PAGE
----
A tornado watch is declared when the conditions are favorable for tornadoes to form. Residents should tune into NOAA Weather Radio, commercial radio, or the local news for more information and updates.
A tornado has been sighted or indicated by weather radar and there is imminent danger.
Signs of a Tornado
Know the signs of a tornado. Weather forecasting science is not perfect and some tornados occur without a tornado warning. There is no substitute for staying alert. Besides an obviously visible tornado, here are some things to look and listen for:
- Strong, persistent rotation in the cloud base
- Whiling dust or debris on the ground under a cloud base - tornados sometimes have no funnel
- Hail or heavy rain followed by either dead calm or a fast, intense wind shift
- Many tornados are wrapped in heavy precipitation and can't be seen
- Day or night - loud, continuous roar or rumble, which does not fade in a few seconds like thunder
- Night - persistent lowering from the cloud base, illuminated or silhouetted by lightning - especially if it is on the ground or there is a blue-green-white power flash underneath
- Night - small, bright, blue-green to white flashes at ground level near a thunderstorm (as opposed to a silvery lightning up in the clouds). These mean power lines are being snapped by very strong winds, maybe a tornado.
Where to Seek Shelter
When a tornado has been sighted in your area, the following actions may be taken:
- Outside: Take cover immediately in the nearest building. If a building is not close by, residents should move quickly to a low-lying area or ditch to take cover. They should lay face down with their hands covering their heads. All residents should take cover until the "All-Clear" is announced. NOTE: If the tornado warning is accompanied by heavy rain, use extreme caution in low-lying areas as flooding/flash flooding may occur.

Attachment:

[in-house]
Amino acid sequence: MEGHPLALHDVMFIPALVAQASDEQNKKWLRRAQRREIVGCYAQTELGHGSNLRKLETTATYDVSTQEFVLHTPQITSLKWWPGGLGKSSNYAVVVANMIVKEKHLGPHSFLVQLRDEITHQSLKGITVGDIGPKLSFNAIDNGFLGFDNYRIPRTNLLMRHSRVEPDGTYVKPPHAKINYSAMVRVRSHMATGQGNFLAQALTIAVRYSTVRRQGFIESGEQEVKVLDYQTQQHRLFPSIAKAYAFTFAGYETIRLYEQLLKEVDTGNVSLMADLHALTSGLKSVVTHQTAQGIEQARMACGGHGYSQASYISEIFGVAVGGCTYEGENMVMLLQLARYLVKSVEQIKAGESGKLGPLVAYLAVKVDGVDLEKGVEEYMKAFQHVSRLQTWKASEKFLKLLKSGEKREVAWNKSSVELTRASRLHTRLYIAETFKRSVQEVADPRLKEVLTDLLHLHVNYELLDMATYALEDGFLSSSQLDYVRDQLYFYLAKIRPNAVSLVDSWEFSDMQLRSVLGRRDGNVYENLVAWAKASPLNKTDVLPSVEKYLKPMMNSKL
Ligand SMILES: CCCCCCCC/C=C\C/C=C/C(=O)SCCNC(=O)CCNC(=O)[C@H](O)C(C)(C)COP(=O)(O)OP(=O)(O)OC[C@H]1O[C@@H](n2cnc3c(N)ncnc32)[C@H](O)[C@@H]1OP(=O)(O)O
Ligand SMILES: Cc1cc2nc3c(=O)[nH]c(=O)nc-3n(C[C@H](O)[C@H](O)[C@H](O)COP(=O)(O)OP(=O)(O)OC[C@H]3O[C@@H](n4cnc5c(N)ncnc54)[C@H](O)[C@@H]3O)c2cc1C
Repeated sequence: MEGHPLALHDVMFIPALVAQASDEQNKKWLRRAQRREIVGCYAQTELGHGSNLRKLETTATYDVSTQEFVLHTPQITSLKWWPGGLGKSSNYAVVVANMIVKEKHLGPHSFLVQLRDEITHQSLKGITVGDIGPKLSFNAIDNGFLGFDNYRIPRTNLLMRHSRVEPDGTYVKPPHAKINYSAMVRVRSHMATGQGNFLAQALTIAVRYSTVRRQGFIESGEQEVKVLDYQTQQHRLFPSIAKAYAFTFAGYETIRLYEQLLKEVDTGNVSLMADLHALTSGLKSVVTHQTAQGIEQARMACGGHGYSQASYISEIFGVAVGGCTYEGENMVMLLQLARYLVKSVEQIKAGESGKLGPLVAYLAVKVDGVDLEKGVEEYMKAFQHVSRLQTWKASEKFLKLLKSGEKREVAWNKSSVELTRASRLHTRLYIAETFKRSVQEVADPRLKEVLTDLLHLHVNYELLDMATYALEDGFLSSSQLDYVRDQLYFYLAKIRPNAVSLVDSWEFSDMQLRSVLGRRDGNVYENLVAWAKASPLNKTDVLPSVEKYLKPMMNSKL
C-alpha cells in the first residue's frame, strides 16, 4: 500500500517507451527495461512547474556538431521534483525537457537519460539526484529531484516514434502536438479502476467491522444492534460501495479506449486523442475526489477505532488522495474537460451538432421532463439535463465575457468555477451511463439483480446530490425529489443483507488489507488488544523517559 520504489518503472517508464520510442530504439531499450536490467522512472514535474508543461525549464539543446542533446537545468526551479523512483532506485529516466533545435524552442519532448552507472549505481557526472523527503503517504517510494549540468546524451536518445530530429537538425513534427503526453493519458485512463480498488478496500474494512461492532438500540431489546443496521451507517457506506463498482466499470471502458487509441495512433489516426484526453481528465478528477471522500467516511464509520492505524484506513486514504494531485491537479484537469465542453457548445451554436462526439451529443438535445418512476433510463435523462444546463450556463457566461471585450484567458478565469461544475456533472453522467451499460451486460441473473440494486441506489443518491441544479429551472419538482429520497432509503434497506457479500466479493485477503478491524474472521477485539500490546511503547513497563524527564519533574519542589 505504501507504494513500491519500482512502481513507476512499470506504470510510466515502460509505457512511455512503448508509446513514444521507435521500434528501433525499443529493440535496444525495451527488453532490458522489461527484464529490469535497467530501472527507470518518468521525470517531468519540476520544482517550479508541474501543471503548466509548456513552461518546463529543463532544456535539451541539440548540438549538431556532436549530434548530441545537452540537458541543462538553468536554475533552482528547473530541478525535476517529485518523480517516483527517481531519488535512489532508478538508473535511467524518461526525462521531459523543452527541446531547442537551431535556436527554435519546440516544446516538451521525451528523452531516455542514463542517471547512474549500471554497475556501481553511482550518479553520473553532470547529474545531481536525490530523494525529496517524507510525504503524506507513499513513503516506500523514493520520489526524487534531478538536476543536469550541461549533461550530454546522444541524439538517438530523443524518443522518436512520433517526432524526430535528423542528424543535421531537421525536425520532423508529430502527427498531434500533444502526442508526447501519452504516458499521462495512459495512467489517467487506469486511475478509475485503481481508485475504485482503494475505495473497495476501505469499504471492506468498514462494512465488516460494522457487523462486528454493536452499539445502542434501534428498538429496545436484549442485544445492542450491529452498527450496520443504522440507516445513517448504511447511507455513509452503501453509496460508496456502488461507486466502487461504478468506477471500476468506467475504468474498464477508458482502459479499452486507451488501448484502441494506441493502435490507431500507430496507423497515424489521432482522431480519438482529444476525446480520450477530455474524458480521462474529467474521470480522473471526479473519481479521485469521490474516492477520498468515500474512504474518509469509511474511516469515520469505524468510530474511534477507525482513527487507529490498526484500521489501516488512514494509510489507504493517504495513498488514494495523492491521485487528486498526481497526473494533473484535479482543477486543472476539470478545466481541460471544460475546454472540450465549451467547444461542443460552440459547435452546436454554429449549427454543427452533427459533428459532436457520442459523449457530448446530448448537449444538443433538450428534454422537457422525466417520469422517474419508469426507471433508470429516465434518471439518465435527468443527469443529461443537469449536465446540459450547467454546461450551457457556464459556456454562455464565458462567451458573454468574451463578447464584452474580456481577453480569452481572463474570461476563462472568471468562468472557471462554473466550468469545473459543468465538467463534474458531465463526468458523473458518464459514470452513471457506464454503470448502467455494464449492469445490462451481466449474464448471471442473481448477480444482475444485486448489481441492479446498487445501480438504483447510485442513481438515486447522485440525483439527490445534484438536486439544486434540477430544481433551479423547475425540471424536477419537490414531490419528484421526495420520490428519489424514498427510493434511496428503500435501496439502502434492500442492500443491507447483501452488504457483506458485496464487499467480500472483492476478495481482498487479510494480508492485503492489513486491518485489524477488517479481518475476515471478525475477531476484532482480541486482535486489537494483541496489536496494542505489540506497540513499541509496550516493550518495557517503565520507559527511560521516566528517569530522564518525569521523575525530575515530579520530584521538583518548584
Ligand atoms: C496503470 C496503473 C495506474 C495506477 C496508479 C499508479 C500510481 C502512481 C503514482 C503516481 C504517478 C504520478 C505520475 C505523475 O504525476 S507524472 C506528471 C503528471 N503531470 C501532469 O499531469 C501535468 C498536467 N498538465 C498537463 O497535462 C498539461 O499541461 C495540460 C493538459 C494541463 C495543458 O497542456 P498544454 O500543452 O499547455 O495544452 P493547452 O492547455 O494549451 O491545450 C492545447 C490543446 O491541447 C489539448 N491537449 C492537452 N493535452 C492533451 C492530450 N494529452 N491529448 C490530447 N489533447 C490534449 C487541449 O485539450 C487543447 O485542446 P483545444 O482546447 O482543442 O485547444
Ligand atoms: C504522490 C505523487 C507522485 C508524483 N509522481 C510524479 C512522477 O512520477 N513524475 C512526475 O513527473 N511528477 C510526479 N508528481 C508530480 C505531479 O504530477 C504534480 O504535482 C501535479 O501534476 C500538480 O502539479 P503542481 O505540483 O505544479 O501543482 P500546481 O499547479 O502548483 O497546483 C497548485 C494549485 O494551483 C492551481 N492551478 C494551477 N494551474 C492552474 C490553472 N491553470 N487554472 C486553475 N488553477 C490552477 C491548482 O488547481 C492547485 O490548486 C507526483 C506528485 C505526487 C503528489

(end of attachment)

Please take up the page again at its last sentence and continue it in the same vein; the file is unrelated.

- Inside: Take cover immediately. Residents should not go outside. A building offers much better protection than being outside. Residents should move to the lowest level in the building and an interior room/hallway without windows. If possible, take cover under a desk or a table as an additional protective measure. If nothing is suitable to get under, get on the floor in the middle of the room. All residents should take cover until the "all clear" is announced.
Annapolis Tornado: An example of preparedness in action.
On September 1, 2021 , the first day of National Preparedness Month, an EF-2 tornado ripped through Annapolis. With peak wind speeds reaching about 125 mph, the tornado was a disaster the likes of which the city had rarely scene. With all of the devastation left in its wake things could have been much worse. Within minutes of the tornado entering Anne Arundel County an alert was dispatched to Annapolitans through the Prepare Me Annapolis app warning residents to seek shelter. Many residents heeded the warning and prepared themselves and their families. As a result, there was no loss of life or major injury.
Annapolis should take pride in the fact that our office received many calls after the storm from residents looking to victims of the tornado. We always encourage people to check on their neighbors and help when they can. Community helping community is how we stay prepared and recover quickly.